To identify other genetic variations that increase pneumonia risk, they removed patients with CF and SCD from their analysis, repeated the GWAS, and used another technique called PrediXcan, which correlates gene expression data with traits and diseases in the electronic health record.

This time they found a pneumonia-associated variation in a gene called R3HCC1L in patients of European ancestry, and one near a gene called UQCRFS1 in patients of African ancestry.

The molecular function of R3HCC1L is unclear, but deletion of the UQCRFS1 in mice disrupts part of their infection-fighting immune response.

“Although our understanding about the genetic mechanism of pneumonia is still limited, this study identified the novel candidate genes, R3HCC1L and UQCRFS1, and offered an insight for further host genetic studies of COVID-19,” said the paper’s first author, Hung-Hsin Chen, Ph.D., MS, a postdoctoral fellow in Below’s lab.

“Our findings may be applied to identify the individuals with high risk of seve pneumonia and develop a precise treatment for them,” Chen said.


The COVID-19 pandemic is a serious threat to public health; over 58 million confirmed cases from 191 countries have been reported (see “Coronavirus Disease 2019” and “COVID-19 Map” in Web resources). Pneumonia is a common complication of COVID-19 and may lead to acute respiratory distress syndrome (ARDS) and death.1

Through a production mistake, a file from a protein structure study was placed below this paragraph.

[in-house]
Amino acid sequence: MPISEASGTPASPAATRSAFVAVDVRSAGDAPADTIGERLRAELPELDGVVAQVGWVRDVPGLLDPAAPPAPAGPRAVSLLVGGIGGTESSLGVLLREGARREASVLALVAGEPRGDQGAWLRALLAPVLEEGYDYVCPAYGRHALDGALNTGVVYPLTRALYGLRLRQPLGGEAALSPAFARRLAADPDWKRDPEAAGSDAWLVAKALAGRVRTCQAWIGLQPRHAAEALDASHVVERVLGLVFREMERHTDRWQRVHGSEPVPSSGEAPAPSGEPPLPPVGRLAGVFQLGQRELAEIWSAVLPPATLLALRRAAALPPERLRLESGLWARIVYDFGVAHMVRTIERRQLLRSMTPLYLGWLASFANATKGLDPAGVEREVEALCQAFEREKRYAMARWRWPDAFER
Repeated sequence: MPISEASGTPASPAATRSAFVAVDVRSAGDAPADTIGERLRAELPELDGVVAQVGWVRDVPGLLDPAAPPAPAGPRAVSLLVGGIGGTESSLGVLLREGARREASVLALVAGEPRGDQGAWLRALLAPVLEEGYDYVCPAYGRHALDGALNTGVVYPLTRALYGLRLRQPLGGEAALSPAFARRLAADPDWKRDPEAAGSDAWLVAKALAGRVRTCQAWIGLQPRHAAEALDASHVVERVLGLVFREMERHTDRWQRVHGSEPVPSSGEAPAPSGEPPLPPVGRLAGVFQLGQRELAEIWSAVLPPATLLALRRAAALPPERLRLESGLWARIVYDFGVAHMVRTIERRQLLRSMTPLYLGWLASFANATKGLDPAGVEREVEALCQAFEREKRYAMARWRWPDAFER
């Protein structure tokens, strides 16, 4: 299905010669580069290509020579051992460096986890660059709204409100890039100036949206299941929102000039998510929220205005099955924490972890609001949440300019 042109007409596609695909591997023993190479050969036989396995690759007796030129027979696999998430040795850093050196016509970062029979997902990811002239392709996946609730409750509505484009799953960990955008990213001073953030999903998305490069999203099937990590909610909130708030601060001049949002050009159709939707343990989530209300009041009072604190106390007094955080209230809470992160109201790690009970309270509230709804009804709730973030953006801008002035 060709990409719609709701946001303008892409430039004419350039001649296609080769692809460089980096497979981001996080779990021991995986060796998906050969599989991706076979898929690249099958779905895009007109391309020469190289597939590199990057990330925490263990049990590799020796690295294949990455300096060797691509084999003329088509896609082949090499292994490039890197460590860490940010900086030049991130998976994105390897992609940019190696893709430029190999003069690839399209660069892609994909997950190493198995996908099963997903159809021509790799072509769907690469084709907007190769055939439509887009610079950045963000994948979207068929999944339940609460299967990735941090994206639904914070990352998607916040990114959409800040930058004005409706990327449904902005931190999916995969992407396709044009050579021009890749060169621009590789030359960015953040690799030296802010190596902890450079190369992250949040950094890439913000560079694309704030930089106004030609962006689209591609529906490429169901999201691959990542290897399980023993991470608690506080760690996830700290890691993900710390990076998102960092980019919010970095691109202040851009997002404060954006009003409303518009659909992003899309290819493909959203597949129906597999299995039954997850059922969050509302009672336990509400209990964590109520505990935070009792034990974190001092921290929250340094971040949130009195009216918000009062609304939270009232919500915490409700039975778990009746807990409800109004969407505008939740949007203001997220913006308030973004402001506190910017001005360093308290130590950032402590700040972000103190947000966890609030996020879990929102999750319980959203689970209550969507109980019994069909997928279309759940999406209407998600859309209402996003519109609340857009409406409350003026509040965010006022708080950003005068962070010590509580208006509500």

In the context of the COVID-19 pandemic, identifying factors that influence host susceptibility to and severity of pneumonia has never been more important. Several clinical factors and underlying conditions that influence susceptibility to and severity of community-acquired pneumonia in adults have been identified, including age, chronic bronchitis or chronic obstructive pulmonary disease (COPD), asthma, obesity, diabetes, and others.2

These risk factors have also been observed in COVID-19-associated pneumonia.3, 4, 5, 6 However, little is known about the role of the host genome in the susceptibility to and severity of pneumonia.

There is a paucity of studies interrogating host genetic susceptibility to and severity of pneumonia. While previous studies identified suggestive associations with childhood pneumonia, survival from sepsis due to pneumonia, and severe pneumonia following influenza A/H1N1 infection,7, 8, 9 three genome-wide significant associations with pneumonia, one in the HLA class I region, have been mapped,10 and two additional genome-wide significant independent hits on chromosome 15 were identified in a meta-analysis of the UK Biobank and FinnGen.11

To identify additional genetic loci impacting pneumonia in existing data resources, we aimed to identify genetic variants associated with susceptibility to and severity of pneumonia by leveraging electronic health records (EHRs) from a large-scale biobank.